Boeing’s plan to ship jobs out of state unfortunate


The Boeing Company is attempting to double-cross Washington state. Boeing plans to send more than a thousand jobs out of state despite an agreement (or what was thought to be an agreement) that would keep folks employed in the state in exchange for a $8.7 billion tax break.

Unfortunately, state lawmakers failed to thoroughly close every possible loophole when writing the legislation giving Boeing the tax break. As a result, Boeing has found enough wiggle room to reduce its Washington work force in favor of lesser-paid employees in other states.

About 4,300 well-paid employees are slated to be, well, canned.


A union representing thousands of employees isn’t pleased.

“We as a state did not agree to $8.7 billion worth of tax breaks ... so that they could create minimum-wage manufacturing jobs, and move good-paying engineering jobs out of state,” said Larry Brown, legislative director for District 751 of the International Association of Machinists.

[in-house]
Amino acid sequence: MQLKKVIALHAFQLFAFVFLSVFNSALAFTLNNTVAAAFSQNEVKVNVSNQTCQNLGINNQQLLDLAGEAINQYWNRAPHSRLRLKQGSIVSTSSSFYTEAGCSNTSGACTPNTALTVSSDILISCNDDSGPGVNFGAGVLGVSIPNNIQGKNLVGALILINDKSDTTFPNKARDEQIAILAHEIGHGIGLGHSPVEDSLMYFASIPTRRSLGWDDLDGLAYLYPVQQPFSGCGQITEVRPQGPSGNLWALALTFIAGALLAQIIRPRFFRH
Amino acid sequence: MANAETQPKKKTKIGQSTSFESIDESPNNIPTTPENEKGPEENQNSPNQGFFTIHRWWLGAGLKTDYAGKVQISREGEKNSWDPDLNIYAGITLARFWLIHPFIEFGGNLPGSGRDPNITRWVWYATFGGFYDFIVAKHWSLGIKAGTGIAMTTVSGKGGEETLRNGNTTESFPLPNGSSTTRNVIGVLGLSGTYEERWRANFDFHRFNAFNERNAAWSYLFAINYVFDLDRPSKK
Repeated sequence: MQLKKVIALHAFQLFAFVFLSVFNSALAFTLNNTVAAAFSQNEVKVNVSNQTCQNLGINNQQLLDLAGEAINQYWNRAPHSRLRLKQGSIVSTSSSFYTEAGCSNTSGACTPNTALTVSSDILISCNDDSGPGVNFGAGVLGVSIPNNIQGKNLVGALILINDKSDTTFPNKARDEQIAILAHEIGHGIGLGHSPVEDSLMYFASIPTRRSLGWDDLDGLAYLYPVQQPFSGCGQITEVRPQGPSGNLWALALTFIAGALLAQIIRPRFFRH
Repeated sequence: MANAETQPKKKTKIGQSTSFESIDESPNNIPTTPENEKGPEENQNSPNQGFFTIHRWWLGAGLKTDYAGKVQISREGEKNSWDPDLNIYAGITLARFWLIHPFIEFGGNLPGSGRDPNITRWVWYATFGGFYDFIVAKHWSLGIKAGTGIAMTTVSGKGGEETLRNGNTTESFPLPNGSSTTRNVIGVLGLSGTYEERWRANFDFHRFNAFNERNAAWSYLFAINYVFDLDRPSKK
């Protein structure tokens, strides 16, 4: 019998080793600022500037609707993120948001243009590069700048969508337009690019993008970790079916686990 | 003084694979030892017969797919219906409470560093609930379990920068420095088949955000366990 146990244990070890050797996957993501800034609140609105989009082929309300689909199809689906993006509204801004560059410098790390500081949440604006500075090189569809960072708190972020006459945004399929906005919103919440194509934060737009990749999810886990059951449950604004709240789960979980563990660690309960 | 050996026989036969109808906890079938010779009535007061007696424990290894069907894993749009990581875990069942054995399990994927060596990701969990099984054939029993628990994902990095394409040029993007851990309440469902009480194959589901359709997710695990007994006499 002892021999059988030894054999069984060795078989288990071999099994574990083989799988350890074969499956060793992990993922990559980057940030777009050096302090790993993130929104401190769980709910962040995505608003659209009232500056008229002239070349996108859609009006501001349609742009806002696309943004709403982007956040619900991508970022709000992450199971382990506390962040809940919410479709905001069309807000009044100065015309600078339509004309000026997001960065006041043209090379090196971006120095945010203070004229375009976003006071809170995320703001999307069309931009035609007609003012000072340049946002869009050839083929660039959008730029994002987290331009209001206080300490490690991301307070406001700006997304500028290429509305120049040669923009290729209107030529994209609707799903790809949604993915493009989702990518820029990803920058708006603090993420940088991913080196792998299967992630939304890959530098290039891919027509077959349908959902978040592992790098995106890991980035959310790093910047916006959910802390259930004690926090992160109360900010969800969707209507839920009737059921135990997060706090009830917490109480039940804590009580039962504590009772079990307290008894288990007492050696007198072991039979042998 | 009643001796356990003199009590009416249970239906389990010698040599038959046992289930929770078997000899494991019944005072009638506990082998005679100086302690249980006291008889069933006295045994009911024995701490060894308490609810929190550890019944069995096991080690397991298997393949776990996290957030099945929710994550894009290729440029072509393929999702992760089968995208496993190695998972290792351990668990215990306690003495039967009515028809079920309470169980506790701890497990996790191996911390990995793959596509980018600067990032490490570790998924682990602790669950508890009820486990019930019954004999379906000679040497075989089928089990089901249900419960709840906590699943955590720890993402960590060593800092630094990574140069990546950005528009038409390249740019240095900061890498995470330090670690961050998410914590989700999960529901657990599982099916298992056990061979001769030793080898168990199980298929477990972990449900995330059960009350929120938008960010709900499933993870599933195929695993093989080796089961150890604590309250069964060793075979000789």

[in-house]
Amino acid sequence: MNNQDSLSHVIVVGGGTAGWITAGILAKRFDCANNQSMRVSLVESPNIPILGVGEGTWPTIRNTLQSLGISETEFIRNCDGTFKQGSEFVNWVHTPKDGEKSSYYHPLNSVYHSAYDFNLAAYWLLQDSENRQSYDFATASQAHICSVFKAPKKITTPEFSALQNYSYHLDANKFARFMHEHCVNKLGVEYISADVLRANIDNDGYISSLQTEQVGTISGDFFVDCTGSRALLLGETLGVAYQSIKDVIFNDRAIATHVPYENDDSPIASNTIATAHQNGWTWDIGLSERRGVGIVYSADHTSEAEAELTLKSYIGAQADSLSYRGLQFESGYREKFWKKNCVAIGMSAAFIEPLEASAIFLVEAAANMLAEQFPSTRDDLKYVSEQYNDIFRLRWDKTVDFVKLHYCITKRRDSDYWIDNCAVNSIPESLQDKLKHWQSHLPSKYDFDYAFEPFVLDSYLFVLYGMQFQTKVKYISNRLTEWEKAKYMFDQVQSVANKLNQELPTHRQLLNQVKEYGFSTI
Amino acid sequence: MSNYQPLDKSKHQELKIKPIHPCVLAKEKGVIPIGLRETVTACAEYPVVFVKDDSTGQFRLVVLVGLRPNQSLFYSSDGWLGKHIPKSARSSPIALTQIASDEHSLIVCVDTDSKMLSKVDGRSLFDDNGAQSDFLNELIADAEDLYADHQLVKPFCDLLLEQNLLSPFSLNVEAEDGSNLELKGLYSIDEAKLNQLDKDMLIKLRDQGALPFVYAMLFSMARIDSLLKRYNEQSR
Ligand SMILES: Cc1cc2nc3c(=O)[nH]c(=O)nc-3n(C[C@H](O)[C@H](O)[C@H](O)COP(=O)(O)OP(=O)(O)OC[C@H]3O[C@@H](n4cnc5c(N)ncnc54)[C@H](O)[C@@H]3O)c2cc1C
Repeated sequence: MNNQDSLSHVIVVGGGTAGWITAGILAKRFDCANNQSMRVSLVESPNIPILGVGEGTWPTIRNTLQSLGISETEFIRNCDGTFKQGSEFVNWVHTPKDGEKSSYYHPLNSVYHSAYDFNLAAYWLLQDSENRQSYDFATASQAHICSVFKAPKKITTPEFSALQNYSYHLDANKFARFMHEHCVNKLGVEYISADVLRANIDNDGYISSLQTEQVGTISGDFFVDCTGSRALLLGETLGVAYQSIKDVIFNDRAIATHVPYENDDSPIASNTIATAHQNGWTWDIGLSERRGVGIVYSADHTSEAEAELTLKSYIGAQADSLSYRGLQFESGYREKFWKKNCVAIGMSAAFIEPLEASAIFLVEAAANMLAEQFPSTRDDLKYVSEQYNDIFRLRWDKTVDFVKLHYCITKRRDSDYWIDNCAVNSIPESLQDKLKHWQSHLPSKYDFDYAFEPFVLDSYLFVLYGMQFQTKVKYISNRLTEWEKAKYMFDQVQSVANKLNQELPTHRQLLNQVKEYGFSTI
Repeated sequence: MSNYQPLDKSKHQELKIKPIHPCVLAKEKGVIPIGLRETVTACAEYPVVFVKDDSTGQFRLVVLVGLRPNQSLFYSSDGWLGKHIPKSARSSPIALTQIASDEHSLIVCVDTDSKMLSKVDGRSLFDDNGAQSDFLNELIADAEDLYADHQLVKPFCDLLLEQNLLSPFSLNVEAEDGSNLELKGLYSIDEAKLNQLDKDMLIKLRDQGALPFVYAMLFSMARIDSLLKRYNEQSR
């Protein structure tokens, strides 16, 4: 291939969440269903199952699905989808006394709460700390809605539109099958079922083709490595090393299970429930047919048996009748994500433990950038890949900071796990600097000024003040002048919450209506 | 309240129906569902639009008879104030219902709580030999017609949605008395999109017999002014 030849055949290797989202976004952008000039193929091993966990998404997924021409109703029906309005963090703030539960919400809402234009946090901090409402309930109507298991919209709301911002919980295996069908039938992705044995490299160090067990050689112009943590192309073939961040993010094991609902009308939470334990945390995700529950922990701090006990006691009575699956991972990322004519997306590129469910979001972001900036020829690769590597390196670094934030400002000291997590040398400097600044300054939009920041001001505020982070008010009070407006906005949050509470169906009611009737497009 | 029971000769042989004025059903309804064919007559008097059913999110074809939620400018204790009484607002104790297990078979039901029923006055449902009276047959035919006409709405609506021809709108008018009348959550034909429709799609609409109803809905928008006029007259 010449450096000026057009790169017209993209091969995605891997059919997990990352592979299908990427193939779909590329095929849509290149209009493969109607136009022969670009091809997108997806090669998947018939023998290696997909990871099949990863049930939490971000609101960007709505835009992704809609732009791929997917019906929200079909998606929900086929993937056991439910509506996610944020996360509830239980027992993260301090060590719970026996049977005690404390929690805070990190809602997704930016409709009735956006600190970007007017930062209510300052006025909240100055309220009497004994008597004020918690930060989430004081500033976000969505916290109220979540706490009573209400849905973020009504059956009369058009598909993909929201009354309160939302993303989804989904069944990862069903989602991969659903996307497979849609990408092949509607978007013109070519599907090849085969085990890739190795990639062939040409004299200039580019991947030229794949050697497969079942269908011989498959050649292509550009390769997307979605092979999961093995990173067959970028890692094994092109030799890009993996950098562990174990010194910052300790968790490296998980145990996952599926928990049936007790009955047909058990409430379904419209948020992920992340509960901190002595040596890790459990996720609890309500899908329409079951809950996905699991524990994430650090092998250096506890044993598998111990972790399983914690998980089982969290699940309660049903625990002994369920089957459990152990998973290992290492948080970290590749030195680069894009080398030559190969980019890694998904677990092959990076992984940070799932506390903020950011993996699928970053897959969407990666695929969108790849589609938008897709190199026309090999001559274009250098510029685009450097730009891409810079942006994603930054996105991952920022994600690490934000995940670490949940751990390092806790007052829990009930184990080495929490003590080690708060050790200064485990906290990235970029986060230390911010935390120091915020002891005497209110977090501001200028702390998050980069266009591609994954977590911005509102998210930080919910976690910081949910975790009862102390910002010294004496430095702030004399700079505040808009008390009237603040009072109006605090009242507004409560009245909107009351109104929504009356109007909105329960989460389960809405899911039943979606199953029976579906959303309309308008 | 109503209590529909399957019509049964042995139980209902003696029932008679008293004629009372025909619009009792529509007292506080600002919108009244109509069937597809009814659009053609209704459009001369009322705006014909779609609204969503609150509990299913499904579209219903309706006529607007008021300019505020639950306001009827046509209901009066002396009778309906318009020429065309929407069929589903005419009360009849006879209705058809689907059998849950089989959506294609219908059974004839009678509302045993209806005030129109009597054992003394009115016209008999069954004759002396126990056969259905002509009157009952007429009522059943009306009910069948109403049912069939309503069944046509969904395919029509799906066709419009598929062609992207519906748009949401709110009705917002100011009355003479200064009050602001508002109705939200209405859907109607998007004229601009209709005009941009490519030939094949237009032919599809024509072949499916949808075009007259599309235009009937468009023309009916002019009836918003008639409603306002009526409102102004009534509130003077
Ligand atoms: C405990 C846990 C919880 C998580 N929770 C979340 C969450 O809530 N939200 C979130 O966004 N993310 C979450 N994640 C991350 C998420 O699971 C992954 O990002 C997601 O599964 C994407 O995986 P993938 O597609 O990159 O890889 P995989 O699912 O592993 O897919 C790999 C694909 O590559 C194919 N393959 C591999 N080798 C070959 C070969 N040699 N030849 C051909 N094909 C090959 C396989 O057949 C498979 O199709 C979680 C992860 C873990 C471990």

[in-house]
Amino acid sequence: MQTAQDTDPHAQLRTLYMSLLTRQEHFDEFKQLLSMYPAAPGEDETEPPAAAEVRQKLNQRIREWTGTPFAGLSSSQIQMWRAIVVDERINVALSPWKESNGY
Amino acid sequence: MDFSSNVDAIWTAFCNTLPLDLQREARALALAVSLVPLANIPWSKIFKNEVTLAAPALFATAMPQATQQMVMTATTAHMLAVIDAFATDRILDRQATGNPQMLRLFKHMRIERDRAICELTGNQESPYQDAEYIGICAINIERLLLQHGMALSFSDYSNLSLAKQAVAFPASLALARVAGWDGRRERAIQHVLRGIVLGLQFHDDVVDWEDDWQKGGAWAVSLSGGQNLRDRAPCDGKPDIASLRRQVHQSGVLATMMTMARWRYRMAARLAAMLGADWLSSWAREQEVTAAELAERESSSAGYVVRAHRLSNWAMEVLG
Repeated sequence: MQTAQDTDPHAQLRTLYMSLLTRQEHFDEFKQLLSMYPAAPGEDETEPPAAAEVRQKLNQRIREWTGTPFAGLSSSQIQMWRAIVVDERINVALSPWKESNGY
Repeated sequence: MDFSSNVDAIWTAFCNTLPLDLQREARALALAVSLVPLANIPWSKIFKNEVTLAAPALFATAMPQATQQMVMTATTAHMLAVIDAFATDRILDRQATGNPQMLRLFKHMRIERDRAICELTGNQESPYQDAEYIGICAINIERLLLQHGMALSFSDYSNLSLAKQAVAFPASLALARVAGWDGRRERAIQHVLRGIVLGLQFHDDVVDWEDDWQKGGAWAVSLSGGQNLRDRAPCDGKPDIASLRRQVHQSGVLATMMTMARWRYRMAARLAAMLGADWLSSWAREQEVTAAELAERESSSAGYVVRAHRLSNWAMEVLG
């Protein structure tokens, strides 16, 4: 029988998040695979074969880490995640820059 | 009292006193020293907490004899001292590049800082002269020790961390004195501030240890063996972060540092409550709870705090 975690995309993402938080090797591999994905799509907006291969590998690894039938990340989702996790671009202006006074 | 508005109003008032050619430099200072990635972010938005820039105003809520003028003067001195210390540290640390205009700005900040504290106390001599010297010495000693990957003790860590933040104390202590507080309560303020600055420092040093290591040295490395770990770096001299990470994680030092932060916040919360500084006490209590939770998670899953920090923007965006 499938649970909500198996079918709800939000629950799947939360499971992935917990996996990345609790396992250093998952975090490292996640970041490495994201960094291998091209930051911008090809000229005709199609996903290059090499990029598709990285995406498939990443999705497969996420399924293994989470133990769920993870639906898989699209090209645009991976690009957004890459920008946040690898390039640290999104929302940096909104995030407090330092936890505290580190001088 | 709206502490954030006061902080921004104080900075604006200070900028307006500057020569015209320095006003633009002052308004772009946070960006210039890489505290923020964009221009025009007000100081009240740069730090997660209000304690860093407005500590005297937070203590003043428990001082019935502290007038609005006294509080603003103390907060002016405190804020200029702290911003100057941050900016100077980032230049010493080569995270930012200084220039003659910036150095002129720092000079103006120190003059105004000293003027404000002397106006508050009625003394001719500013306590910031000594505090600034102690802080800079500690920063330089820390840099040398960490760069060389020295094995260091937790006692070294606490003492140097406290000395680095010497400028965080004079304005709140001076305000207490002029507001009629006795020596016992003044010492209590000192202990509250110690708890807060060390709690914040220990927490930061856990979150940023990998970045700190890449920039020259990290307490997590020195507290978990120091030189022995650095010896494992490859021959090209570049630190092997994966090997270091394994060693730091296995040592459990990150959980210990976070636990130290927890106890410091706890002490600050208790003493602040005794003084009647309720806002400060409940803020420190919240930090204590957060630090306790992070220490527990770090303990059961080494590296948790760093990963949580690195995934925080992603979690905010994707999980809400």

Union leaders said they will seek legislation to hold Boeing accountable for creating and maintaining middle-class jobs with the state tax incentives the company received last year.

Clearly Boeing did not live up to the spirit of the agreement. Shame on it. However, lawmakers made an expensive mistake in not making the agreement ironclad. Shame on them.

Boeing’s effort to save millions of dollars by shipping jobs out of state is far from a shock.

The warm-and-fuzzy days when Seattle was considered Boeing Town ended in 2001 when the company relocated its headquarters to Chicago.

Boeing expects to save an average of $60,000 a year in pay and benefits per engineer transferred from the Puget Sound region to lower-paying locations, The Seattle Times reported.

Documents show the company is looking to lay off employees by closing research labs in the Seattle area while moving the work to new engineering centers in Alabama, South Carolina and Missouri, The Times reported.

Nevertheless, Gov. Jay Inslee and the state Legislature should try to do what they can to salvage this mess.

Perhaps there are flaws to be found in Boeing’s plan to send jobs out of state or maybe Washington can somehow get Boeing back to the bargaining table.


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